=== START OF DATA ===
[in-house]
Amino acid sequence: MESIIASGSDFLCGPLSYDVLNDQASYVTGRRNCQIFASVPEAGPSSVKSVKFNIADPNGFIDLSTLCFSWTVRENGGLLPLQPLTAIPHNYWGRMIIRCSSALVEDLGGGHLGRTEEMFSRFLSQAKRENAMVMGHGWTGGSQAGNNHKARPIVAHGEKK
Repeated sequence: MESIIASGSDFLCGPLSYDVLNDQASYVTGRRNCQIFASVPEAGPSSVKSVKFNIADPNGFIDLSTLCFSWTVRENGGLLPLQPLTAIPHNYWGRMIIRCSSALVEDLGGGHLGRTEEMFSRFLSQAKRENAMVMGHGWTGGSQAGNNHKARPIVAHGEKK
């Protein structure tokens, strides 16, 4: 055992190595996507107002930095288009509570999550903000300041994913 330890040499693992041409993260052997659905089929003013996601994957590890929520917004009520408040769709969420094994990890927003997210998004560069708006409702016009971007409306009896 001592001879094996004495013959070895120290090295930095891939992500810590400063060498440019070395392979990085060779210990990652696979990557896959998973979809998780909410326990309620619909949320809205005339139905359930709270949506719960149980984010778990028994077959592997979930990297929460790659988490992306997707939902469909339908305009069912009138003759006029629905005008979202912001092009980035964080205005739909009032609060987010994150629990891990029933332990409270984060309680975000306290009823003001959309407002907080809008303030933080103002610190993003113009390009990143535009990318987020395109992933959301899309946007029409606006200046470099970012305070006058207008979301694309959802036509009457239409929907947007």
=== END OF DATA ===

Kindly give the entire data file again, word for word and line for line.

[in-house]
Amino acid sequence: MESIIASGSDFLCGPLSYDVLNDQASYVTGRRNCQIFASVPEAGPSSVKSVKFNIADPNGFIDLSTLCFSWTVRENGGLLPLQPLTAIPHNYWGRMIIRCSSALVEDLGGGHLGRTEEMFSRFLSQAKRENAMVMGHGWTGGSQAGNNHKARPIVAHGEKK
Repeated sequence: MESIIASGSDFLCGPLSYDVLNDQASYVTGRRNCQIFASVPEAGPSSVKSVKFNIADPNGFIDLSTLCFSWTVRENGGLLPLQPLTAIPHNYWGRMIIRCSSALVEDLGGGHLGRTEEMFSRFLSQAKRENAMVMGHGWTGGSQAGNNHKARPIVAHGEKK
């Protein structure tokens, strides 16, 4: 055992190595996507107002930095288009509570999550903000300041994913 330890040499693992041409993260052997659905089929003013996601994957590890929520917004009520408040769709969420094994990890927003997210998004560069708006409702016009971007409306009896 001592001879094996004495013959070895120290090295930095891939992500810590400063060498440019070395392979990085060779210990990652696979990557896959998973979809998780909410326990309620619909949320809205005339139905359930709270949506719960149980984010778990028994077959592997979930990297929460790659988490992306997707939902469909339908305009069912009138003759006029629905005008979202912001092009980035964080205005739909009032609060987010994150629990891990029933332990409270984060309680975000306290009823003001959309407002907080809008303030933080103002610190993003113009390009990143535009990318987020395109992933959301899309946007029409606006200046470099970012305070006058207008979301694309959802036509009457239409929907947007």